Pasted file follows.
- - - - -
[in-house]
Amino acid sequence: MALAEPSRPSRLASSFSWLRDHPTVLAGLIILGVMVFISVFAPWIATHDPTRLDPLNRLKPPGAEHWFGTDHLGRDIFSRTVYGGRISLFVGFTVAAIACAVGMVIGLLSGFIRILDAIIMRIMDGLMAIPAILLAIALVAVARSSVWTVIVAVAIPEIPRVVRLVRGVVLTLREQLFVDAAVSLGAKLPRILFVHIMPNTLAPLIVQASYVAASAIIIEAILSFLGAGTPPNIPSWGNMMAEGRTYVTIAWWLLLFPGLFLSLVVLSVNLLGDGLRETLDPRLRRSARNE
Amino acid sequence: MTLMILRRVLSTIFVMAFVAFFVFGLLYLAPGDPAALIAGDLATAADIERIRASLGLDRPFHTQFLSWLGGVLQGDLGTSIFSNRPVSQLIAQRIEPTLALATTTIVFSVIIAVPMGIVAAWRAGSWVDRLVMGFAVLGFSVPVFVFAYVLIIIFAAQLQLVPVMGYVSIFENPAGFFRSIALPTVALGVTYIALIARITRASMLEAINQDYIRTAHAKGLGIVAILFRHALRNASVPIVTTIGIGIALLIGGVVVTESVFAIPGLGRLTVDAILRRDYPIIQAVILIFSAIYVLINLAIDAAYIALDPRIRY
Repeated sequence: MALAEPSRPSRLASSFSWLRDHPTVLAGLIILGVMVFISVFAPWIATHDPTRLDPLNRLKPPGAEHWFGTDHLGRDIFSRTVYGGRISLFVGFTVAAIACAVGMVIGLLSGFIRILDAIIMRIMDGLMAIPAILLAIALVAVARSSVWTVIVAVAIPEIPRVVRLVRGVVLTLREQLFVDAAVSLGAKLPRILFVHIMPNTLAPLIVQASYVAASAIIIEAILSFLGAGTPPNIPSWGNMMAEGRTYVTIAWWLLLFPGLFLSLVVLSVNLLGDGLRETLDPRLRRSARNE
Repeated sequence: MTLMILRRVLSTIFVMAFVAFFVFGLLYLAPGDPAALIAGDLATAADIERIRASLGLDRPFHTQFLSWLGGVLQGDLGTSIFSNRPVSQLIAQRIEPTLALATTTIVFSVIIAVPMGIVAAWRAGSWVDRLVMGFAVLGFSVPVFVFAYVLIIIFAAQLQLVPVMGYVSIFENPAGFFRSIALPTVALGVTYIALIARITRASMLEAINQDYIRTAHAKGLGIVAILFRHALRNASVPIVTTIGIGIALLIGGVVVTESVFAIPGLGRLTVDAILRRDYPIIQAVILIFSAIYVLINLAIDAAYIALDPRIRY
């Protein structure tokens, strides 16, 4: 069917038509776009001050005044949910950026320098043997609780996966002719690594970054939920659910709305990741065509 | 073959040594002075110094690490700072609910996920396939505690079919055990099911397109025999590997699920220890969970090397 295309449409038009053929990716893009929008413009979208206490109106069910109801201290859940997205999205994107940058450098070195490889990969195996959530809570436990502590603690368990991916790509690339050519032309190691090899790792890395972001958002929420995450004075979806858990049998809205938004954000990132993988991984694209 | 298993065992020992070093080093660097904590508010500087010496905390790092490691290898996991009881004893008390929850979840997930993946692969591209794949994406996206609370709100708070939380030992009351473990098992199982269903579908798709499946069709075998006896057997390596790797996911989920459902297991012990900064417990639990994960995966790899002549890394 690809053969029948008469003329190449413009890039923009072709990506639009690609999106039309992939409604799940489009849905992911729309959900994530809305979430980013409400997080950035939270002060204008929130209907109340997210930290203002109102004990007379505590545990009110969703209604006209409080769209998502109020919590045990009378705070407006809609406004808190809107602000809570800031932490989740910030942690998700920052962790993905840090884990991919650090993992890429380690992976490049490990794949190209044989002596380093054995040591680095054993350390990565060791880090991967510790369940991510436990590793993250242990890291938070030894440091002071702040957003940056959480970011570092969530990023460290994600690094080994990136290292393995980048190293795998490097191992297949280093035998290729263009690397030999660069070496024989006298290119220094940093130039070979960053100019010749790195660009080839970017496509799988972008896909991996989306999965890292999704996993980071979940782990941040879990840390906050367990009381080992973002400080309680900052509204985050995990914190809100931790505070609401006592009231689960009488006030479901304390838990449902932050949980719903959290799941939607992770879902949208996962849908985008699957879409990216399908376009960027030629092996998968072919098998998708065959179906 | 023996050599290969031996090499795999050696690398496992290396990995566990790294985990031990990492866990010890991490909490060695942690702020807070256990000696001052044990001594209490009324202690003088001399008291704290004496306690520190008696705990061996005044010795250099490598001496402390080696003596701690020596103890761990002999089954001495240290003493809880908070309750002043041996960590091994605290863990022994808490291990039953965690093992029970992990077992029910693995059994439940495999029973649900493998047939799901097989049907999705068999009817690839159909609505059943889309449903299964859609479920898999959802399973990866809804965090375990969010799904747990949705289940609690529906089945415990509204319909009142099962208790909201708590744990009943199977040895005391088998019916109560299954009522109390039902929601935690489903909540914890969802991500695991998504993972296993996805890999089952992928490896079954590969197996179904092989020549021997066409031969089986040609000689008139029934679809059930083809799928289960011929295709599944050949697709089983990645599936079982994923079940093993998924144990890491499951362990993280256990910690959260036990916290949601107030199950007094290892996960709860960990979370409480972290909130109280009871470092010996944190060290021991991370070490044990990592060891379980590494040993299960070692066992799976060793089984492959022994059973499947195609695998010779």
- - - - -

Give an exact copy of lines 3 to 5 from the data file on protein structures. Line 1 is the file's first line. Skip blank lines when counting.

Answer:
Amino acid sequence: MTLMILRRVLSTIFVMAFVAFFVFGLLYLAPGDPAALIAGDLATAADIERIRASLGLDRPFHTQFLSWLGGVLQGDLGTSIFSNRPVSQLIAQRIEPTLALATTTIVFSVIIAVPMGIVAAWRAGSWVDRLVMGFAVLGFSVPVFVFAYVLIIIFAAQLQLVPVMGYVSIFENPAGFFRSIALPTVALGVTYIALIARITRASMLEAINQDYIRTAHAKGLGIVAILFRHALRNASVPIVTTIGIGIALLIGGVVVTESVFAIPGLGRLTVDAILRRDYPIIQAVILIFSAIYVLINLAIDAAYIALDPRIRY
Repeated sequence: MALAEPSRPSRLASSFSWLRDHPTVLAGLIILGVMVFISVFAPWIATHDPTRLDPLNRLKPPGAEHWFGTDHLGRDIFSRTVYGGRISLFVGFTVAAIACAVGMVIGLLSGFIRILDAIIMRIMDGLMAIPAILLAIALVAVARSSVWTVIVAVAIPEIPRVVRLVRGVVLTLREQLFVDAAVSLGAKLPRILFVHIMPNTLAPLIVQASYVAASAIIIEAILSFLGAGTPPNIPSWGNMMAEGRTYVTIAWWLLLFPGLFLSLVVLSVNLLGDGLRETLDPRLRRSARNE
Repeated sequence: MTLMILRRVLSTIFVMAFVAFFVFGLLYLAPGDPAALIAGDLATAADIERIRASLGLDRPFHTQFLSWLGGVLQGDLGTSIFSNRPVSQLIAQRIEPTLALATTTIVFSVIIAVPMGIVAAWRAGSWVDRLVMGFAVLGFSVPVFVFAYVLIIIFAAQLQLVPVMGYVSIFENPAGFFRSIALPTVALGVTYIALIARITRASMLEAINQDYIRTAHAKGLGIVAILFRHALRNASVPIVTTIGIGIALLIGGVVVTESVFAIPGLGRLTVDAILRRDYPIIQAVILIFSAIYVLINLAIDAAYIALDPRIRY